United States District Court for the District of Columbia
February 20, 2004.
MINEBEA CO., LTD., et al., Plaintiffs,
GEORG PAPST, et al., Defendants
The opinion of the court was delivered by: PAUL FRIEDMAN, District Judge
On February 13, 2004, Special Master David Plant, after considering
submissions from the parties, including reports of physicians, ruled that
the depositions of Georg Papst and Hans Dieter Papst should go forward
during the weeks of March 15, 2004 and March 22, 2004 in Washington, D.C.
unless counsel can arrange by March 5, 2004 for the depositions to
proceed in Germany with the Special Master in attendance. The assurance
is required because, as counsel acknowledge, the Special Master cannot
attend and participate in the depositions without the express and
unambiguous permission of the German authorities. The Court today
reviewed the submissions previously submitted to the Special Master and
then heard arguments from counsel, via conference call, with respect to
Papst's appeal to this Court from the decision of the Special Master. The
Court reaches the following conclusions:
1. The depositions of Georg Papst and Hans Dieter Papst are important
and should go forward as promptly as possible. Indeed, in view of the
concerns of counsel for Papst about their health, it is important that
their testimony be preserved.
2. In light of the Special Master's experience to date with the
depositions in this case and the conduct of counsel during depositions,
it is essential that the Special Master attend the depositions of these
important witnesses in person. Indeed, in view of the concern expressed
by counsel for Papst that the stress of a deposition for Georg Papst
might be too much for him because of his heart condition, the presence
and supervision of the Special Master can serve to alleviate such stress.
3. In view of the medical conditions of Georg Papst and Hans Dieter
Papst, the Court concurs with the Special Master and counsel that each
deponent should be deposed for half a day (three hours each, excluding
breaks) over a ten-day period.
4. If the proper assurances can be obtained, it would be preferable for
the depositions to take place in Germany or in a country close to
Germany. An alternative must be ordered, however, in the event that
counsel cannot arrange by March 5, 2004 for the depositions to proceed in
Germany or a nearby country with the express permission from that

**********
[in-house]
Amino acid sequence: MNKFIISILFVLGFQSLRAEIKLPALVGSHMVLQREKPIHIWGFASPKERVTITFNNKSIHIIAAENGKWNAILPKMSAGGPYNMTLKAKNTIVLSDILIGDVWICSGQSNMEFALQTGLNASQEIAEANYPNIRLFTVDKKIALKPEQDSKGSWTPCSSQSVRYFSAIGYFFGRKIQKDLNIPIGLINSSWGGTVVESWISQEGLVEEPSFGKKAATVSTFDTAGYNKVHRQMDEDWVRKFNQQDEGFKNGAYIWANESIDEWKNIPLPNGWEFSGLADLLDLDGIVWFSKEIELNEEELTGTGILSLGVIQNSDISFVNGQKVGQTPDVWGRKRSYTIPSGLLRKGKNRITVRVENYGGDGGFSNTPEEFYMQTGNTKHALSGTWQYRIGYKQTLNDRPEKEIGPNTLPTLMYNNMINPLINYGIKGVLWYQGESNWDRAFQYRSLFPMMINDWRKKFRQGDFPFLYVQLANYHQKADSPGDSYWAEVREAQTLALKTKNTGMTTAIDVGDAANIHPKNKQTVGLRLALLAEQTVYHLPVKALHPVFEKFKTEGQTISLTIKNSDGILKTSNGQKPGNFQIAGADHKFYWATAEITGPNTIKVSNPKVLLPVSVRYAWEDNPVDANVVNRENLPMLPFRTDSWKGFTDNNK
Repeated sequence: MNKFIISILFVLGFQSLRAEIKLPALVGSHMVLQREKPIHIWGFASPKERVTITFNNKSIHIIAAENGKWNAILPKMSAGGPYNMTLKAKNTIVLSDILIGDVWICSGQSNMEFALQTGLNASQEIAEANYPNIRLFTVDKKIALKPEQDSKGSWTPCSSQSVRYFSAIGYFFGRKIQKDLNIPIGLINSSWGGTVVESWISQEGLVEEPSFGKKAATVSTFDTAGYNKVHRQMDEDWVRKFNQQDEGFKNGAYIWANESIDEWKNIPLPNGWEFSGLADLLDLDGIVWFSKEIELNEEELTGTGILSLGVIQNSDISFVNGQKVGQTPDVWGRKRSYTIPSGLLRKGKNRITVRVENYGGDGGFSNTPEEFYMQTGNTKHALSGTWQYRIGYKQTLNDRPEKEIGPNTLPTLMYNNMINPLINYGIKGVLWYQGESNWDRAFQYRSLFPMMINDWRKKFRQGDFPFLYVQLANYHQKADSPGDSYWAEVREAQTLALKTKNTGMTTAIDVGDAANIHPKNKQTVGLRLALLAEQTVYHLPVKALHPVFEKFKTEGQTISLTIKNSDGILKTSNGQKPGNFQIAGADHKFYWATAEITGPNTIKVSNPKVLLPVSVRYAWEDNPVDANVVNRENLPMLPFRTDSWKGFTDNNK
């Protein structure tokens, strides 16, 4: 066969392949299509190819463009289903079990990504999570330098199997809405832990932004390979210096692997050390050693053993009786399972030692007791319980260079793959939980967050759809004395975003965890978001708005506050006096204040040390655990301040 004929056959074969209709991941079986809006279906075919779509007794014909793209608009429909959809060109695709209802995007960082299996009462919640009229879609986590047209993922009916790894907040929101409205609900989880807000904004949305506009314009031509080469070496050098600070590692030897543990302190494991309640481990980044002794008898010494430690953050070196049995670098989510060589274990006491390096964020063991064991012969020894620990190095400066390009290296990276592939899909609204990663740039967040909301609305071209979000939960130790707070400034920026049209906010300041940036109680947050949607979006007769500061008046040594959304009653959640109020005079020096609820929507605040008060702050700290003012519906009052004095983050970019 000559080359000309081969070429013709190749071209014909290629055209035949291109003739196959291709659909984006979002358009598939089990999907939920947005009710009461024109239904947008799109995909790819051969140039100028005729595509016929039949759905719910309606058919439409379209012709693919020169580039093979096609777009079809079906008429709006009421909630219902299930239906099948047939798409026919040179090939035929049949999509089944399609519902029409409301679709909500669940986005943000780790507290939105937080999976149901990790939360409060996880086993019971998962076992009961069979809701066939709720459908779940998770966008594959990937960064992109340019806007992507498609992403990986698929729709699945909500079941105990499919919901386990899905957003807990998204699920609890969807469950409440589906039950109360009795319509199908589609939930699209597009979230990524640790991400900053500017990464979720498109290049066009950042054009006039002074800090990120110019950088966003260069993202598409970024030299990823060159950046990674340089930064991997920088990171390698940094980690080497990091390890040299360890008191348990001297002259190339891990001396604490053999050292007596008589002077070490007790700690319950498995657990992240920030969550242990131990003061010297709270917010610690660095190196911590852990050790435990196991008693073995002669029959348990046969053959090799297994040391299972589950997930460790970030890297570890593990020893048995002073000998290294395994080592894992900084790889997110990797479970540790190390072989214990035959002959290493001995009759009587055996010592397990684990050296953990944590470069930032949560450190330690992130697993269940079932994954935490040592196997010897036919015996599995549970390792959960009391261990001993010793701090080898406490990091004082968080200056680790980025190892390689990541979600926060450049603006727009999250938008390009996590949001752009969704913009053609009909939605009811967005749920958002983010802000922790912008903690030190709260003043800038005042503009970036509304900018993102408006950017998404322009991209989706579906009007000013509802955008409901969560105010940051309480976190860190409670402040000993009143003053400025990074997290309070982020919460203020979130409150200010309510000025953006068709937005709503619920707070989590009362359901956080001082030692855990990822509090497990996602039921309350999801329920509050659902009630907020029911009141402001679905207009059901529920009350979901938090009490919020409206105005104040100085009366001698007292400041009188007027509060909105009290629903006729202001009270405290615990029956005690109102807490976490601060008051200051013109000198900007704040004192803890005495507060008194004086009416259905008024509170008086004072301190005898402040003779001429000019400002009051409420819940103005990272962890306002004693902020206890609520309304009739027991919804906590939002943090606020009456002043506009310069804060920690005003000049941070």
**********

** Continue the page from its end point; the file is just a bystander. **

country's authorities for the Special Master to attend and participate.
Counsel must cooperate in good faith in attempting to obtain the
necessary permission by March 5, 2004.
5. Having reviewed the submissions of the parties, the medical evidence
available, and the letters of the Special Master dated January 26, 2004
and February 13, 2004, the Court agrees with counsel for Minebea and the
Special Master that taking the deposition of Georg Papst or requiring him
to travel to the United States for deposition would not be life
threatening; neither the travel nor the deposition is precluded by his
health. Since Georg Papst is reportedly the person at Papst with
settlement authority and since mediation will soon begin in the United
States at the urging of Papst, the Court thinks it inconsistent of Papst
to argue that
Georg Papst cannot travel to the United States for a deposition but
can be available in the United States for mediation. Because Georg Papst
appears to be a key witness for Minebea, the deposition will go forward
as scheduled in Washington, D.C. during the weeks of March 15, 2004 and
March 22, 2004, unless counsel can arrange by March 5, 2004 for the
depositions to proceed in Germany or another country with the Special
Master in attendance.
6. Hans Dieter Papst's health is clearly more fragile than Georg
Papst's health. While it would be preferable to conduct his deposition
near his home and close to his doctors, the Court agrees with the Special
Master that counsel for Papst has not demonstrated that the health of
Hans Dieter Papst will be impaired if his deposition must proceed in
Washington, D.C. with testimony limited to three hours a day To the
extent that his memory has suffered as a result of his medical condition
and that he suffers from early exhaustion and loses concentration after
two or three hours, the Special Master will have the authority, in his
discretion, to authorize frequent breaks and to limit the deposition to
even less than three hours a day if the circumstances require.
Appropriate medical attention can be arranged in advance in the
Washington, D.C. area for Hans Dieter Papst if his counsel and his
doctors think it necessary. The deposition of Hans Dieter Papst will go
forward as scheduled in Washington, D.C. during the weeks of March 15,
2004 and March 22, 2004, unless counsel can arrange by March 5, 2004 for
the deposition to proceed in Germany or another country with the Special
Master in attendance.
For all of the foregoing reasons, the Court AFFIRMS the decision of the
Special Master in this matter and DENIES Papst's motion for a protective
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